Speaking this morning at the SuperReturn International conference in Berlin, Kravis said the MOREDan Primack - Feb 28, 2013 4:13 AM ET
KKR threads the needle on controversial environmental issue.
FORTUNE -- Henry Kravis, co-founding CEO of Kohlberg Kravis Roberts & Co. (KKR), says that his firm is focused on both shale gas investments and environmental issues -- and doesn't see any conflict between the two.
KKR has invested heavily in fracking, a natural gas and petroleum extraction technique that uses highly-pressurized liquid to create fractures in sedimentary rock layers (i.e., shale) that sometimes can MOREDan Primack - Feb 28, 2013 3:33 AM ET
Carlyle's earnings miss aside, it's been quite a run for listed private equity firms.
FORTUNE -- Private equity firm shares have been on a year-long tear, even though yesterday's headlines were about declines caused by The Carlyle Group's (CG) earnings miss. Makes me feel much better about my advice last May, which was the only time I've even flirted with the hazardous world of stock-picking:
I think there's potential upside to private MOREDan Primack - Feb 22, 2013 11:56 AM ET
Private equity's firearms interests go far beyond Cerberus and Freedom Group.
FORTUNE -- Last week another lunatic used a Bushmaster .223 rifle to murder multiple people. This time the victims were firefighters responding to a call in Webster, New York. Guns may not cause massacres, but people who massacre seem to favor the same type of "gun."
We previously reported about how Cerberus Capital Management plans to divest the parent company of Bushmaster MOREDan Primack - Dec 31, 2012 11:27 AM ET
Mitt Romney's candidacy put his former profession in the spotlight. KKR'S Ken Mehlman is trying to make sure the industry doesn't get burned.
FORTUNE -- Ken Mehlman isn't a private equity investor, but he has been one of the industry's most influential figures this year. As global head of public affairs for Kohlberg Kravis Roberts & Co. (KKR), Mehlman has spearheaded a campaign to defend his firm and its peers from MOREDan Primack - Nov 8, 2012 5:00 AM ET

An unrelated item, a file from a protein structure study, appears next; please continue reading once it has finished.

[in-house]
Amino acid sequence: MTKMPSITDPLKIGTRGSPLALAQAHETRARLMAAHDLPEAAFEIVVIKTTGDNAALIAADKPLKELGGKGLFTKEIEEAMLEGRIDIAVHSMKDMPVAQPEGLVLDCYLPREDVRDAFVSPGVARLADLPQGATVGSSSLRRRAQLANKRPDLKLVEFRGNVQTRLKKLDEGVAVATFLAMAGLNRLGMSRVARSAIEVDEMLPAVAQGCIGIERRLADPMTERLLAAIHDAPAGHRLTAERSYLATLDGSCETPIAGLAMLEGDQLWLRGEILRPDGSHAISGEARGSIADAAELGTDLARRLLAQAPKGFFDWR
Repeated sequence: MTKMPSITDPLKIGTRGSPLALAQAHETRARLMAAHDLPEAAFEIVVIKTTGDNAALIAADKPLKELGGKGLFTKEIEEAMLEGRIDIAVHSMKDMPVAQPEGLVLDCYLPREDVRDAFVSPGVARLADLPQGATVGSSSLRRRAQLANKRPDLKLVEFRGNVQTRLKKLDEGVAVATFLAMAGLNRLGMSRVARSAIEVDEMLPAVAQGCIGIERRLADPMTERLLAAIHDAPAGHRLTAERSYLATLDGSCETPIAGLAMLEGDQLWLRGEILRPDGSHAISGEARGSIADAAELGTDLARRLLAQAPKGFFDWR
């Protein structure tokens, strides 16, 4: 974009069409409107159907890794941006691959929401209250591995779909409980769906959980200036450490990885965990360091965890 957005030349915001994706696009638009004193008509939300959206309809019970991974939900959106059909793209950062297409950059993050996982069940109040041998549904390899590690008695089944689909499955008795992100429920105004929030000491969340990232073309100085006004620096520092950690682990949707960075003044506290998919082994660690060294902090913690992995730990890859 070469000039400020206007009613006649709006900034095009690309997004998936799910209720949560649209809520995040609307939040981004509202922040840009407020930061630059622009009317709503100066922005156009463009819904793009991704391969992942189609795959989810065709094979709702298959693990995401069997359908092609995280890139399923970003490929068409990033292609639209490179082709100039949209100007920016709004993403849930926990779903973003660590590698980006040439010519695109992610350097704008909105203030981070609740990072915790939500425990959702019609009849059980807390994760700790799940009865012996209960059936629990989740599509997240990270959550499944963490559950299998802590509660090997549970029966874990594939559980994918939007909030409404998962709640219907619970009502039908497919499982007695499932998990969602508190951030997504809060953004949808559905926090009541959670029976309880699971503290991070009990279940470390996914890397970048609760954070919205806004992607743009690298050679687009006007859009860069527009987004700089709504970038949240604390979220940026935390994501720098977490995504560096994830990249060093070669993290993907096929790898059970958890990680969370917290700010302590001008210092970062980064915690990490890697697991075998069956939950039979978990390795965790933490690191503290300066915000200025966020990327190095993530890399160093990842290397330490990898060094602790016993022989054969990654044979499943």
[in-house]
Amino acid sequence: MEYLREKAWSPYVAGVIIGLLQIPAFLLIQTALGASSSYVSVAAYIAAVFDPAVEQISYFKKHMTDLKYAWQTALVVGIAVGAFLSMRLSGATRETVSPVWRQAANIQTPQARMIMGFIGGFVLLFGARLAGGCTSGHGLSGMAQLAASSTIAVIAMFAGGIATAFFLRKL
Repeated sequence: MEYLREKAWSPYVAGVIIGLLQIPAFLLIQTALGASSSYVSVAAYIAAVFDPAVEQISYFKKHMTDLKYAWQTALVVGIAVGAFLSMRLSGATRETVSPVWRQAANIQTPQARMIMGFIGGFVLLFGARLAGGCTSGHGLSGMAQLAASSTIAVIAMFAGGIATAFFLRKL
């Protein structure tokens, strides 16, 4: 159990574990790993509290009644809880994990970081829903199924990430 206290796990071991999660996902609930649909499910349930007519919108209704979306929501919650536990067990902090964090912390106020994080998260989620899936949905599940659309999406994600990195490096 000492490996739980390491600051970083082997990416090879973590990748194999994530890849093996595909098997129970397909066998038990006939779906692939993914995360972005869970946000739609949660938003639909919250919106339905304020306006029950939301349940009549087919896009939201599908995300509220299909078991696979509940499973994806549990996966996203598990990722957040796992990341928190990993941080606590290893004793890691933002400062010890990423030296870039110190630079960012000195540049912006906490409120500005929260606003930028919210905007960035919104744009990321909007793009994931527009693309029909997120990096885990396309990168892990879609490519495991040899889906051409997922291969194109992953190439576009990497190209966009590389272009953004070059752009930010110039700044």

Two early KKR employees look to launch a new model.
FORTUNE -- Former Kohlberg Kravis Roberts (KKR) executives Perry Golkin and Mike Tokarz are quietly raising a new private equity fund designed to adhere closely to the investor-friendly ILPA principles. It's being called Public Pension Capital, which kind of gives away its expected source of limited partner commitments.
I'm told the tentative target is approximately $500 million, although that may end up MOREDan Primack - Aug 15, 2012 11:04 AM ET
Private equity giant builds its Asia war chest.
FORTUNE -- Kohlberg Kravis Roberts & Co. (KKR) has secured just over $3 billion for its second Asia-focused private equity fund, according to a regulatory filing. This includes around $2.76 billion in commitments from outside investors, plus $250 million being committed by the firm's general partners.
The firm is seeking a $5.75 billion in outside commitments, bringing the total fund target to $6 billion.
KKR MOREDan Primack - Jun 22, 2012 3:13 PM ET
Going beyond the noise.
FORTUNE -- Sonos, a maker of wireless home audio systems, has raised $135 million in a growth equity round led by Kohlberg Kravis Roberts (KKR). Elevation Partners and Redpoint Ventures also participated, while existing company shareholders include Index Ventures and BV Capital.
1. According to All Things D, only about $45 million of the round is primary capital. The remainder is founder/early shareholder liquidity. Unclear if BV is MOREDan Primack - Jun 19, 2012 11:07 AM ET
Private equity giant leaves list it shouldn't have ever been on.
FORTUNE -- The new Fortune 500 came out this morning, with lots of familiar names up top (Exxon Mobil, Wal-Mart, etc.). One company you won't see, however, is private equity firm Kohlberg Kravis Roberts & Co. (KKR), which last year came in at #256.
At the time, I wrote that KKR shouldn't have made the list in the first place (a sentiment shared by MOREDan Primack - May 7, 2012 9:25 AM ET